A travel ban from West African countries in the wake of the Ebola outbreak was a hot topic Thursday, Oct. 16, as the Jacksonville University Public Policy Institute (JU PPI) hosted U.S. Congress members Corrine Brown and Ander Crenshaw for a discussion on national public policy. (See Facebook photo gallery here.)
The pair discussed topics ranging from ISIS and defense to health care and the environment. The lawmakers, both from Northeast Florida, saw eye to eye on a number of topics, and in the case of Ebola, each said it was a serious situation that warranted further action.
However, while Brown, a Democrat, backed away from the idea of a travel ban, saying it could be circumvented by people from affected areas flying to other countries and then traveling to the U.S., Crenshaw, a Republican, argued a prohibition on travel may need to be considered.
“This could have a very serious impact on our national security,” he said. “I’m not sure we’re absolutely prepared to deal with it all.”
Brown, who announced that in the next session she will be the new ranking minority member of the House Committee on Veterans’ Affairs – or chairman, if the Democrats take back the House in November’s elections – took the lead on ISIS when asked by a JU PPI master’s in public policy student whether American “boots on the ground” were needed in Iraq.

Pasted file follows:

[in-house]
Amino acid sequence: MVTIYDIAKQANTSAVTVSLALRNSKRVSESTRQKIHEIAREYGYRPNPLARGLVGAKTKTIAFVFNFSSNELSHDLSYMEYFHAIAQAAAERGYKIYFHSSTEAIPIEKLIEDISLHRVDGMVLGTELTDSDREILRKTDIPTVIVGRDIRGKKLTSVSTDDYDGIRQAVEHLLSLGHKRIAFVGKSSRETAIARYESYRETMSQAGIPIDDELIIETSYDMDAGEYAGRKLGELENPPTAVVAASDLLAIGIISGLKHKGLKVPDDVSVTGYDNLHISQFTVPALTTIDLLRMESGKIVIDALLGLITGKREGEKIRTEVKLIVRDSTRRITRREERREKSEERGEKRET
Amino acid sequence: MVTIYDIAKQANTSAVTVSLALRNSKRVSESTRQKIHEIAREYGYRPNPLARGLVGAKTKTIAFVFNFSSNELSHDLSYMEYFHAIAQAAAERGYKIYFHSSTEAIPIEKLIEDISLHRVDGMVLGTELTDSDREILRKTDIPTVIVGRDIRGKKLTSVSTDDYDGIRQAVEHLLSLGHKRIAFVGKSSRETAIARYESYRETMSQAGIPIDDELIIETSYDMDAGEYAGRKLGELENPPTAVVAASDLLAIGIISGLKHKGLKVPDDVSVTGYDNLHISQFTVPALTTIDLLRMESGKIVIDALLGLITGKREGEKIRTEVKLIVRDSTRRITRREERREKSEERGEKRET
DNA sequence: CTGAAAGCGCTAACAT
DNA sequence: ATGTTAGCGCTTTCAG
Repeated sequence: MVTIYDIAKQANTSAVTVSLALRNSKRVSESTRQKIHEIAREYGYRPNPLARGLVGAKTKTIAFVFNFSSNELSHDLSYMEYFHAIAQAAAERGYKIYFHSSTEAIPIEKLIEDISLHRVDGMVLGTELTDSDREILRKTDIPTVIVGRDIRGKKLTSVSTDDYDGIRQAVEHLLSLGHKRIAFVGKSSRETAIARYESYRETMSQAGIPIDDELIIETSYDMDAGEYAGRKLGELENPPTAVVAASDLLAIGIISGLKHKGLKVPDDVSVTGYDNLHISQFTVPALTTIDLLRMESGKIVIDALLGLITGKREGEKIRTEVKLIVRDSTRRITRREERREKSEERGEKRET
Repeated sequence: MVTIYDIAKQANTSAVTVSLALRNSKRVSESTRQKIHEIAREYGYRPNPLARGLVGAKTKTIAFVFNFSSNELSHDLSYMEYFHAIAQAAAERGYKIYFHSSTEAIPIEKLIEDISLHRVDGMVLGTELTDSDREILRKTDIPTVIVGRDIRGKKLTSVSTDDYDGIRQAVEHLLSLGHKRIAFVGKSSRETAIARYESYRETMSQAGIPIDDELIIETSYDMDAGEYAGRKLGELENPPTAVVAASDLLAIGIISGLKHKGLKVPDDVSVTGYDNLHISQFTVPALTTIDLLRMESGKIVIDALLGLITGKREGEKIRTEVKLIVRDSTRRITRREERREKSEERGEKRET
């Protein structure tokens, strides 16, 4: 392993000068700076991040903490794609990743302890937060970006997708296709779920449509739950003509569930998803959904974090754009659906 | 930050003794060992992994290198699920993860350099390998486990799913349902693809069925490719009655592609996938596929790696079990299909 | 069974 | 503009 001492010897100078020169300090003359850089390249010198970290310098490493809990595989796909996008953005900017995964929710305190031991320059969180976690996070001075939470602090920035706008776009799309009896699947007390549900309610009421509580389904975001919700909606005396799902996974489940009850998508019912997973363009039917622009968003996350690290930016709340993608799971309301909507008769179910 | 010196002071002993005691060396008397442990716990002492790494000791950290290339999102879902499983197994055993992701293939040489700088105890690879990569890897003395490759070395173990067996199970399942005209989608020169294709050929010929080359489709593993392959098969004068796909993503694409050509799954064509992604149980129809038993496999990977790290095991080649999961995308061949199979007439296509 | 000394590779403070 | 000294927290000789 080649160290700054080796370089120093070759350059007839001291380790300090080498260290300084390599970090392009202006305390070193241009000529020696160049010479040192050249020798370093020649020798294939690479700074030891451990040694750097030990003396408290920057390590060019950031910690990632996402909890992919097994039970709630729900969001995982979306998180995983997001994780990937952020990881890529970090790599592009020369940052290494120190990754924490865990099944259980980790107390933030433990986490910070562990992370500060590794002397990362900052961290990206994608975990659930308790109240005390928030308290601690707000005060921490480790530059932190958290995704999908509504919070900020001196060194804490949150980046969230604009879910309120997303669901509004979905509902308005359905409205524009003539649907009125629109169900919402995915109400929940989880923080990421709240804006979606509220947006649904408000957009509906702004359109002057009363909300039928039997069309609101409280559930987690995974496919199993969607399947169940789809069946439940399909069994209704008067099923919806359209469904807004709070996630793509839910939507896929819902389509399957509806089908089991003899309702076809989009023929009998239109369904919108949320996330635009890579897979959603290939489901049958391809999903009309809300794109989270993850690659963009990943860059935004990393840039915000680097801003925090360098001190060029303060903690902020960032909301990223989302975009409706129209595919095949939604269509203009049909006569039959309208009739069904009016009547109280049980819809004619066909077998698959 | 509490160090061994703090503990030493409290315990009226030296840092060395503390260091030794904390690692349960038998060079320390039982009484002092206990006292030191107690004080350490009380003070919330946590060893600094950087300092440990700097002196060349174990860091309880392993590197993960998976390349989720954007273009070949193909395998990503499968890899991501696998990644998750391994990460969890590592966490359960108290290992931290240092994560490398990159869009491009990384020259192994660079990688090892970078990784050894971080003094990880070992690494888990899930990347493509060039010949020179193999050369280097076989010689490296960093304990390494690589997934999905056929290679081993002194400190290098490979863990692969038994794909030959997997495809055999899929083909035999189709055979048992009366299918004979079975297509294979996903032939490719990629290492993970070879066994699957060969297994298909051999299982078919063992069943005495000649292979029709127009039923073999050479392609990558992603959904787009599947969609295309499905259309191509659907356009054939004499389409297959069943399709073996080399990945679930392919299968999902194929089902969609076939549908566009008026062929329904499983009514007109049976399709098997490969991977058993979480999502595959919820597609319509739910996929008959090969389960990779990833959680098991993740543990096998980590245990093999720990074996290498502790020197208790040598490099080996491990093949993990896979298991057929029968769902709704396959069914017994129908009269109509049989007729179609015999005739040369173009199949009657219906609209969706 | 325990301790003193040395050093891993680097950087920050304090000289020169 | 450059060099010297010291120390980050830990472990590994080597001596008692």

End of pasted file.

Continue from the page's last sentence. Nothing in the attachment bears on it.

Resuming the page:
“This is a very complicated issue, and that is a seriously mean neighborhood over there,” she said. “And you know what? We spent a trillion dollars – a trillion – to train their fighters, and now we can’t find them. Who is going to partner with us? We need countries involved who feel they have a dog in this hunt.”
Regarding the Environmental Protection Agency’s proposed new rules on CO2 emissions, both Congress members called for modifications for public utilities. JEA has said the goals would disproportionately affect it and render its Jacksonville coal-fired power plant obsolete.
“Many people I represent are on fixed incomes and can’t afford higher utility bills,” Brown said. “We do need clean energy and clean air, but we can also clean up coal and get a comprehensive energy policy.”
Crenshaw agreed and said he believed the regulations being suggested would eventually be toned down.
“We improved our clean coal technology but now they are saying clean coal isn’t good enough,” he said. “Yet you have to realize while clean air is the goal, China is building a new coal-fired plant every 10 days. These regulations are too extreme.”
Thursday’s event was attended by JU Master in Public Policy (MPP students), MPP faculty, JU PPI Board of Advisors and the public. In April, JU will confer the first MPP degrees in Florida. Currently there are 22 MPP students in the JU MPP program. There are more than 50 MPP programs in the country, and this is the only one in Florida.
Afterward, both representatives praised the JU PPI for its pioneering academic programs and its community impact in putting relevant issues on the table for civil discussion.
“It’s great to have students learning the political process, because public policy affects everyone,” Crenshaw said.
“This institute is a very good start, and I’d like to see it broadened even more,” Brown said. “This is a wonderful beginning, and we had a chance to bring up many interesting topics tonight.”
For more information on the JU PPI or to apply, visit www.ju.edu/ppi.